Tumor-reactive T cells, known as tumor-infiltrating lymphocyte(TIL)s are known to infiltrate various tumors. Although TILs exert cytotoxic activities against tumor cells, only a small percentage of tumors usually contain TILs that specifically react to tumor antigens. Because the exact role of these lymphocytes is unclear, we investigated the mechanisms of migration and adhesion of TILs to bone metastatic tumors, particularly to osteoblasts and bone marrow-derived stromal cell(BMSC)s. Histopathological examination showed that most TILs in secondary bone metastatic tumors (from primary tumors in the lung or breast) were found in the supporting tissue stroma between the bone and tumor mass. Cultured TILs (obtained from breast tumors) adhered spontaneously to osteoblasts and BMSCs (obtained from patients with osteoarthritis) without exogenous stimulation. Adhesion was further enhanced by chemokines macrophage inflammatory protein (MIP)-1alpha and MIP-1beta. TILs highly expressed activation antigens CD25 and CD69. A spontaneous activation of an integrin, lymphocyte function-associated antigen-1 (LFA-1), was also detected on TILs. TILs produced high concentrations of MIP-1alpha and MIP-1beta and spontaneous polymerization of cytoskeletal F-actin was observed in these cells. Adhesion of TILs to osteoblasts and BMSCs via LFA-1 and very late antigen-4 was associated with the production of osteoclastogen interleukin 6 by the latter cells. Our results indicate that integrins on TILs are activated in an autocrine manner by MIP-1alpha and MIP-1beta, and that treatment with the chemokines increases the binding of TILs on osteoblasts and stromal cells via a mechanism involving intercellular adhesion molecule-1 and vascular cell adhesion molecule-1 as targets for the integrin. Our data also indicated that interactions between TILs and osteoblasts/stromal cells lead to the secretion by the latter of the osteoclastogenic cytokine interleukin 6.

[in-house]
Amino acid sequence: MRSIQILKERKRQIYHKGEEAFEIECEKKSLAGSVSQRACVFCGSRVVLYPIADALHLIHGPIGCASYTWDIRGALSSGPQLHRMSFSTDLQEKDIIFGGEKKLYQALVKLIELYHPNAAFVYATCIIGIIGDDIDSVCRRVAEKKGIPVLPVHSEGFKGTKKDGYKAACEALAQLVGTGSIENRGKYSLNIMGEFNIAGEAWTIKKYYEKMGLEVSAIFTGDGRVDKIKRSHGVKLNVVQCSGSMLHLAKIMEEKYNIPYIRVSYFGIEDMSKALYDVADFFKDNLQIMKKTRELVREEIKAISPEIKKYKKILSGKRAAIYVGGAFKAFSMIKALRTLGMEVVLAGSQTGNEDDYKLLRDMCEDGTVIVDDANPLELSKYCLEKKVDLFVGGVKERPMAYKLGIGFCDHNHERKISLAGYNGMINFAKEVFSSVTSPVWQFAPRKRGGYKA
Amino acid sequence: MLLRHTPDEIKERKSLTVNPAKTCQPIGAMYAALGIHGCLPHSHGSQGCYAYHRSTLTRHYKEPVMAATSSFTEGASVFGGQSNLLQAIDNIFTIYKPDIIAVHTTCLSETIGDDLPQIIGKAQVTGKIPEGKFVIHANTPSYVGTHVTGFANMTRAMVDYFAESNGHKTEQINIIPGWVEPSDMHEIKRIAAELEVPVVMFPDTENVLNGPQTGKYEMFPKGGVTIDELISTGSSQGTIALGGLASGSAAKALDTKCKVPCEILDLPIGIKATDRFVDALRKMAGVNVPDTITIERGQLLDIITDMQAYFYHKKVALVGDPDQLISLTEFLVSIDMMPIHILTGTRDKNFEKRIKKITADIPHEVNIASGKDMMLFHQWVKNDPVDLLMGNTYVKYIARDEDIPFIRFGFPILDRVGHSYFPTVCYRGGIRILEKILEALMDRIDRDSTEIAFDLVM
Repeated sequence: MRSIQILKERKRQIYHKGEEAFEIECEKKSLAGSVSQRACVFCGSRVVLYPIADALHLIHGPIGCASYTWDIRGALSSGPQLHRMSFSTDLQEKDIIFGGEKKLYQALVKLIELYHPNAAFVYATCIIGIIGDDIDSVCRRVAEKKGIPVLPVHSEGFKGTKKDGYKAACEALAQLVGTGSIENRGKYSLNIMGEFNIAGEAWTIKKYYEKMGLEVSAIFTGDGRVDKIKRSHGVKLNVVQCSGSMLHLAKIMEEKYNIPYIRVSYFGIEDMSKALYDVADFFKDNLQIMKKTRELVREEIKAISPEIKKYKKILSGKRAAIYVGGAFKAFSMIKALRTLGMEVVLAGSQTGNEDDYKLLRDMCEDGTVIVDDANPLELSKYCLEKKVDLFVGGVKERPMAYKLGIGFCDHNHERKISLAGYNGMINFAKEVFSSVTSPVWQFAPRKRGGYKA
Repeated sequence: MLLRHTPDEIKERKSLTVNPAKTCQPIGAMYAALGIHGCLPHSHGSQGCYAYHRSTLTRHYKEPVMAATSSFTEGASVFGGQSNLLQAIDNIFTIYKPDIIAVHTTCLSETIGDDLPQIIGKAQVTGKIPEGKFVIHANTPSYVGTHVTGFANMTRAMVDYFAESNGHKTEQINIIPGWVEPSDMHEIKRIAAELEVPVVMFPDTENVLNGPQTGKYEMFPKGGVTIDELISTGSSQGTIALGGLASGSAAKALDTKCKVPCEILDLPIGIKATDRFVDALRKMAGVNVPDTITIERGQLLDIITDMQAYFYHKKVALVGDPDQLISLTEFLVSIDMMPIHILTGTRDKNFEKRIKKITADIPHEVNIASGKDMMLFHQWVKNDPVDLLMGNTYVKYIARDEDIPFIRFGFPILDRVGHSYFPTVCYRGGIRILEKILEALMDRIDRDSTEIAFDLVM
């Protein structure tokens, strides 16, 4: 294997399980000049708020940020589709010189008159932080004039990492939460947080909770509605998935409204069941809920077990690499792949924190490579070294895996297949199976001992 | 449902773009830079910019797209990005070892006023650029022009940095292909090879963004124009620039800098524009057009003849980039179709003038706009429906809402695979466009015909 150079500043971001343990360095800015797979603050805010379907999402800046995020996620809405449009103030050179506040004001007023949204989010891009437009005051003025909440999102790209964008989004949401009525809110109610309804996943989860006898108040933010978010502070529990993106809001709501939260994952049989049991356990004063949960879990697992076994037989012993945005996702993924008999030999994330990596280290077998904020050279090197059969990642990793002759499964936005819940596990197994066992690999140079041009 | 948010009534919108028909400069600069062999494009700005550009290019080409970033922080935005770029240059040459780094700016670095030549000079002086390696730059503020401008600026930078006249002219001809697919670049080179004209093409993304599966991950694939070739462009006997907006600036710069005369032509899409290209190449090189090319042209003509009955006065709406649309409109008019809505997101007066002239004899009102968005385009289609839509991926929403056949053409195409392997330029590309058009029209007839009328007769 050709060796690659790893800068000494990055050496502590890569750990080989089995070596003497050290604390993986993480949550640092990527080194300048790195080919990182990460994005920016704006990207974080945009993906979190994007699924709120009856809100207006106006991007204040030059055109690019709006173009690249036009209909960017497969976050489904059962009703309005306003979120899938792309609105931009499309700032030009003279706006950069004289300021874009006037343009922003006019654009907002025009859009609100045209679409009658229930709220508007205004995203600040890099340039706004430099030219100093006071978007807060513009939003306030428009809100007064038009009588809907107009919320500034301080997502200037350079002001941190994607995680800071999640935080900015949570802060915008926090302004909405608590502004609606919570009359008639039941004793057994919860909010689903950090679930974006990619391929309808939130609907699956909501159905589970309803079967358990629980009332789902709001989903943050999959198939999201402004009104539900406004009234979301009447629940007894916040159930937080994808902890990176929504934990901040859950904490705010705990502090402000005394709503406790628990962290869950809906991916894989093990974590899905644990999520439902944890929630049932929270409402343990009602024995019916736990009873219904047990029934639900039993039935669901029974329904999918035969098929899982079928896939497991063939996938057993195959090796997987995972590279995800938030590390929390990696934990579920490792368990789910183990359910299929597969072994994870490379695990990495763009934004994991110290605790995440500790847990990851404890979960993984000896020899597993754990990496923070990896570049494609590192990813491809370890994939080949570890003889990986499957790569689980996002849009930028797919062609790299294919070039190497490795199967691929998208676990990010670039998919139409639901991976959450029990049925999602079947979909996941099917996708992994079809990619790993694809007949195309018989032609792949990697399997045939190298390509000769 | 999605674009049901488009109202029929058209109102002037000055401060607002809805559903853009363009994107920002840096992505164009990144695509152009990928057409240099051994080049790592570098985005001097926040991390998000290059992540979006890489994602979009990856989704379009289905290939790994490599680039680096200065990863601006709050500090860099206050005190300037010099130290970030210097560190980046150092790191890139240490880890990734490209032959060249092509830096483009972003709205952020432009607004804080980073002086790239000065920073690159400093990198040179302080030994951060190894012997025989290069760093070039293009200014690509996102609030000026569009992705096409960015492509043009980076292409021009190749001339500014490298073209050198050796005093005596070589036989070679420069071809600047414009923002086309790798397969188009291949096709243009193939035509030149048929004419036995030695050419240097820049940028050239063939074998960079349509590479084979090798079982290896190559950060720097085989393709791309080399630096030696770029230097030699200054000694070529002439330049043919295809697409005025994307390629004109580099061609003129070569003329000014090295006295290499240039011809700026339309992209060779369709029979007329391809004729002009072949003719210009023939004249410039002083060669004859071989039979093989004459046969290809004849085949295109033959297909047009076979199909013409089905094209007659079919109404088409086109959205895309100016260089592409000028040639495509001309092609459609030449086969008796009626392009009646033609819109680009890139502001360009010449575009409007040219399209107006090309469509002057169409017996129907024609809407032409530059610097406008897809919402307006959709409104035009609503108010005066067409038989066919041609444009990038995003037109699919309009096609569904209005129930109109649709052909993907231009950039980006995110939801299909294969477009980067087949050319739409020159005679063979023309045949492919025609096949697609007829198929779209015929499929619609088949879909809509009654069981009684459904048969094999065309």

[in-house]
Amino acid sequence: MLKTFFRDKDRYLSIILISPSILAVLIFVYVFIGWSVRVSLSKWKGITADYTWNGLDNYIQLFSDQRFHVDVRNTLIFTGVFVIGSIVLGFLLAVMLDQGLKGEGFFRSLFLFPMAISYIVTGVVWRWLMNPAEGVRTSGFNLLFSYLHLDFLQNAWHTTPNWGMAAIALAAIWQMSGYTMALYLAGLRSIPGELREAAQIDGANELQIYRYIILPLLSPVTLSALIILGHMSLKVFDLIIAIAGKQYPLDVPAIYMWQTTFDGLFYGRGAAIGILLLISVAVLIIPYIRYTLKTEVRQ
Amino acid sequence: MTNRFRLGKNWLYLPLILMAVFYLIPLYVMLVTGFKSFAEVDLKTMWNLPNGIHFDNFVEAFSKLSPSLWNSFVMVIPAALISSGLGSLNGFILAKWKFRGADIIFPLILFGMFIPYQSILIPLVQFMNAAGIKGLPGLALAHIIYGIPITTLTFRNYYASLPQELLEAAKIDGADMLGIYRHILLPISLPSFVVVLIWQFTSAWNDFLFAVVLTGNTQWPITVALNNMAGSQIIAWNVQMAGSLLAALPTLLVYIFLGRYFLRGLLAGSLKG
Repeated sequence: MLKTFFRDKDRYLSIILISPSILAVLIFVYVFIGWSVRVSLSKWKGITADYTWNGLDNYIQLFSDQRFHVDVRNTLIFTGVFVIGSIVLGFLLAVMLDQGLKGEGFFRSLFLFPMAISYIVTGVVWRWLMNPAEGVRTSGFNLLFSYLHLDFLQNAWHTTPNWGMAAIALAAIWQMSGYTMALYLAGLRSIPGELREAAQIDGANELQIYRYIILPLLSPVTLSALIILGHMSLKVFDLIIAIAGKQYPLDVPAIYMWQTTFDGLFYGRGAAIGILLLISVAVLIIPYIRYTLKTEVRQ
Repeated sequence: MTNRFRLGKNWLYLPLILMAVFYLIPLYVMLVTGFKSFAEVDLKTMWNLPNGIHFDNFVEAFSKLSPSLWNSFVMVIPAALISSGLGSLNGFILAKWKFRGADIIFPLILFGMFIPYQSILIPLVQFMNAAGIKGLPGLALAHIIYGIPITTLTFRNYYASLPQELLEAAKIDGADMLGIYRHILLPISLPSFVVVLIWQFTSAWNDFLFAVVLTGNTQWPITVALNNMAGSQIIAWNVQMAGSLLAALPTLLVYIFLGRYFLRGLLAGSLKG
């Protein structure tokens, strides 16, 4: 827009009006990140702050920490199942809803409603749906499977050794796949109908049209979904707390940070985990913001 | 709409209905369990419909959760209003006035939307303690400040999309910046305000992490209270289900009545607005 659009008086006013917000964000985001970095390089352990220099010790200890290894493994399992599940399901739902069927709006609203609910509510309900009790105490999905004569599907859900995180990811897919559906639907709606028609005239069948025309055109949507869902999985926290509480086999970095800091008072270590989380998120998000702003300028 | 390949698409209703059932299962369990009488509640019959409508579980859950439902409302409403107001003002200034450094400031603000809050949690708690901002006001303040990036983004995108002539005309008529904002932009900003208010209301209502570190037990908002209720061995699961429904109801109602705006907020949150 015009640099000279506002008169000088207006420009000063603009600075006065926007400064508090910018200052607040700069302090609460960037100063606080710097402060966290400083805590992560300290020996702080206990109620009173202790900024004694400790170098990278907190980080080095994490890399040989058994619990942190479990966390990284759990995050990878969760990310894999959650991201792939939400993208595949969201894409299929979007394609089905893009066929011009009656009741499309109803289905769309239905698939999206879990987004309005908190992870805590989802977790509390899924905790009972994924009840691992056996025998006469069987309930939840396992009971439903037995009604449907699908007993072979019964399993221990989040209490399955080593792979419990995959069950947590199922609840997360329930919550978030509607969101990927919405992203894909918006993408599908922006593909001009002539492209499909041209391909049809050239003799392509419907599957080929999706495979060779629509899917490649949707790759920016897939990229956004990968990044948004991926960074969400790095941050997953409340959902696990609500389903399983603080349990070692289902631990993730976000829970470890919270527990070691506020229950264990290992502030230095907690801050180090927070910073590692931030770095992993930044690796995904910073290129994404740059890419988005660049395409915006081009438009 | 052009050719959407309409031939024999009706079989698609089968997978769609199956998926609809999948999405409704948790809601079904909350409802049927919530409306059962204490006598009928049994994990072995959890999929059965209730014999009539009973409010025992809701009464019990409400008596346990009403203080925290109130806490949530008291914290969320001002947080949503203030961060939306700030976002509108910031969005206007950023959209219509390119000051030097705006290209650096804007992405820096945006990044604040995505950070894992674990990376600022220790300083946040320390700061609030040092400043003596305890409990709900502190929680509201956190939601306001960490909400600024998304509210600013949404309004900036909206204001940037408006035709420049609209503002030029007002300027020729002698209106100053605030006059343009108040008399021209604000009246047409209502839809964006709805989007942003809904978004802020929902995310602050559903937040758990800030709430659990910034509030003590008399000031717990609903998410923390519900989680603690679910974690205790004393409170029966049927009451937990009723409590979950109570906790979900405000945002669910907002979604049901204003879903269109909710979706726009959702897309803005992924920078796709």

|Number of pages||8|
|Publication status||Published - 15 Sep 1998|